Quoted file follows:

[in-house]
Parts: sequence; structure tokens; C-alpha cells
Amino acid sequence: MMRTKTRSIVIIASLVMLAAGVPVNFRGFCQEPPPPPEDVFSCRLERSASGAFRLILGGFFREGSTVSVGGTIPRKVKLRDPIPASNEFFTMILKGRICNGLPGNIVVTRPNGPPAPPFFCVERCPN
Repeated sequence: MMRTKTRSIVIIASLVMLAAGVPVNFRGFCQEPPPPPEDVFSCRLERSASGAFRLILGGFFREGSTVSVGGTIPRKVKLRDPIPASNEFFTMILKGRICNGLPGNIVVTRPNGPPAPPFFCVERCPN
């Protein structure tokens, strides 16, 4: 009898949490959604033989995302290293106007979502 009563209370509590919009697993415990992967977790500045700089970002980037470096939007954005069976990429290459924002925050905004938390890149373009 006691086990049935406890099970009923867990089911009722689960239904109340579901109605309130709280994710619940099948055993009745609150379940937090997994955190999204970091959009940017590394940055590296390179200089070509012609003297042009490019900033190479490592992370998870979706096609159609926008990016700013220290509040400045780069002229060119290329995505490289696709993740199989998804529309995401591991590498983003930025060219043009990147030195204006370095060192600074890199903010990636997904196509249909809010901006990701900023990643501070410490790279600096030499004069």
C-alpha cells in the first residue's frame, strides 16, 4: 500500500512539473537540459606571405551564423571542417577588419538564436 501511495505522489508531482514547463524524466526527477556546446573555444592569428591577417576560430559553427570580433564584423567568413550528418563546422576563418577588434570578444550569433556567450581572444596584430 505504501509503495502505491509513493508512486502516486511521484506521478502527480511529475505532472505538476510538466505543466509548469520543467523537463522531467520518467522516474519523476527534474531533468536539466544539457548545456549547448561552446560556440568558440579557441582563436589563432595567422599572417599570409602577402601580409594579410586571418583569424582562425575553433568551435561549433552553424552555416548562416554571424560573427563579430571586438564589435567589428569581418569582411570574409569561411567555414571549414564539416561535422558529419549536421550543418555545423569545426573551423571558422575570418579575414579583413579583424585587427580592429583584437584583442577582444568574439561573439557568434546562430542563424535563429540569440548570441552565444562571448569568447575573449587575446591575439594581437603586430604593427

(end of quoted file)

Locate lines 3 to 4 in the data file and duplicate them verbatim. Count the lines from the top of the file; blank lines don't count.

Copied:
Amino acid sequence: MMRTKTRSIVIIASLVMLAAGVPVNFRGFCQEPPPPPEDVFSCRLERSASGAFRLILGGFFREGSTVSVGGTIPRKVKLRDPIPASNEFFTMILKGRICNGLPGNIVVTRPNGPPAPPFFCVERCPN
Repeated sequence: MMRTKTRSIVIIASLVMLAAGVPVNFRGFCQEPPPPPEDVFSCRLERSASGAFRLILGGFFREGSTVSVGGTIPRKVKLRDPIPASNEFFTMILKGRICNGLPGNIVVTRPNGPPAPPFFCVERCPN